Lesson Time Roulette

Every year, I ask my piano parents to get back to me with their preferred lesson times by mid-August so that I can make up the schedule.  It comes together like a charm.  I print copies and mail them out.  Then I can start counting, "One Mississippi, two Mississippi," and by the time I reach five, the phone is ringing.  This is where the fun starts!

"George wants to play badminton, and his practice is at the same time as his lesson.  Can we switch?"  One week later: "George didn't make the badminton team but now wants to be on the stage crew, which is the same time as his new lesson time.  Can we switch back?"

"Kayla has soccer on Tuesdays."  "No, wait, on Wednesdays."  "No, wait, on Tuesdays, but the games are Wednesday in the afternoon, so we can still have a lesson in the evening.  Can you fit us in then?"

"Jeffrey is really no good in the evenings.  Can he come in the afternoon?"  "Amy is a wreck right after school; can she come in the evening?"  "James has to have a snack before working, so if we stop at Chik-Fil-A on the way, we should be able to be at your house by 4:45, and I don't want to waste any time, so can we start then?"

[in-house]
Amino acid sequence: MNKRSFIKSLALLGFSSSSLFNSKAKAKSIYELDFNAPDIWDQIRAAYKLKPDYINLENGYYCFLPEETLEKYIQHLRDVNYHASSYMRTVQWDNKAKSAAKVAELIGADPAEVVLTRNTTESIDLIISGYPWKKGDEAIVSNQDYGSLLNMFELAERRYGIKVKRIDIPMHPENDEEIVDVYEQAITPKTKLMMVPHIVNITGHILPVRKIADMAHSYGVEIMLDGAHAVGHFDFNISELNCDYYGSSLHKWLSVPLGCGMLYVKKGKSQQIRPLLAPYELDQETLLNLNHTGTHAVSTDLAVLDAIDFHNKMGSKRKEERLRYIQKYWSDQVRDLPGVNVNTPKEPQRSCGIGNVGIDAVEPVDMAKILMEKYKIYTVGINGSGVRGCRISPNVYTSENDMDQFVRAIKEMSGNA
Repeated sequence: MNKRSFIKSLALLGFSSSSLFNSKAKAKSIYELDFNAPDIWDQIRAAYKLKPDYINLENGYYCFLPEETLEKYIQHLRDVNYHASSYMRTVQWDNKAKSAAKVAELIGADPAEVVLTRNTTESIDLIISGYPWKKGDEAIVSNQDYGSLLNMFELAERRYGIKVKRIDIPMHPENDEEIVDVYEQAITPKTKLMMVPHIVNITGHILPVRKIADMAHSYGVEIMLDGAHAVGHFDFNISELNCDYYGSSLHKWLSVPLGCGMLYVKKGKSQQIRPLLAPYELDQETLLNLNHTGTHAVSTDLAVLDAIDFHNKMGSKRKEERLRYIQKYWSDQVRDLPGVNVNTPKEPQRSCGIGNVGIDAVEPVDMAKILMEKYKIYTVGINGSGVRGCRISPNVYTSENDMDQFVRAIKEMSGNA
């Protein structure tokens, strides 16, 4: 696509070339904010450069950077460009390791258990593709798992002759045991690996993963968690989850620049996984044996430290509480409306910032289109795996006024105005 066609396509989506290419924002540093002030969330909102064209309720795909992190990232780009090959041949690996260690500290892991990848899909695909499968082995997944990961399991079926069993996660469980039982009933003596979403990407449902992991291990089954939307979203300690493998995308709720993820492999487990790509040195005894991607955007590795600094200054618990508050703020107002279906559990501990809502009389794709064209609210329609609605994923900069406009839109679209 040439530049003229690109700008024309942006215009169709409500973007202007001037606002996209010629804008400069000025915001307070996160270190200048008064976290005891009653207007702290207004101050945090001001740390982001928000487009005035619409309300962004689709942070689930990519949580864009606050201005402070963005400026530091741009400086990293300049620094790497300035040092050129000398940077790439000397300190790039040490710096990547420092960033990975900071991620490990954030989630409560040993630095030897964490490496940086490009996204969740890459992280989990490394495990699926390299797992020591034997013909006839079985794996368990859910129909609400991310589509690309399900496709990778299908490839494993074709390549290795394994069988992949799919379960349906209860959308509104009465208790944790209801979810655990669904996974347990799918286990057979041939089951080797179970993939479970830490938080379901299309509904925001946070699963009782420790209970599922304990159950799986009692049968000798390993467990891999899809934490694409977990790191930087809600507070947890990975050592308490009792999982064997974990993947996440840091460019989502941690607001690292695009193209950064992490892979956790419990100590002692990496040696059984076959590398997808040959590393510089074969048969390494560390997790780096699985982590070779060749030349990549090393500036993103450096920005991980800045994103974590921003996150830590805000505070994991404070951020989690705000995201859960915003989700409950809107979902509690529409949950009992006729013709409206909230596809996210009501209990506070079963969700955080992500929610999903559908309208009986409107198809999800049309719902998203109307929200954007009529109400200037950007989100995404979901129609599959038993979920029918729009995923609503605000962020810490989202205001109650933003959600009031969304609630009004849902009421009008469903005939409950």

To be fair, most of these parents are innocent; the tyranny of organized sports is mostly to blame.  But sometimes the excuses can be pretty draining.  So far, this year my favorite has been, "I have a full-time job, so I'm really busy."  John Cleese says the appropriate response here is to "wait for a suitable pause, and then applaud enthusiastically."  I confess I was too incredulous to even do that.  A full-time JOB?!  You mean, you don't just sit around all day?  Why that's . . . exactly the same responsibility held by every other contributing member of society!

One of the smartest things I ever did was to stop printing and mailing my schedule.  Now I just e-mail it out.  So when someone calls with a change, I take a calming breath and wait for the wheel to stop turning, thinking frantically, "No whammies . . . "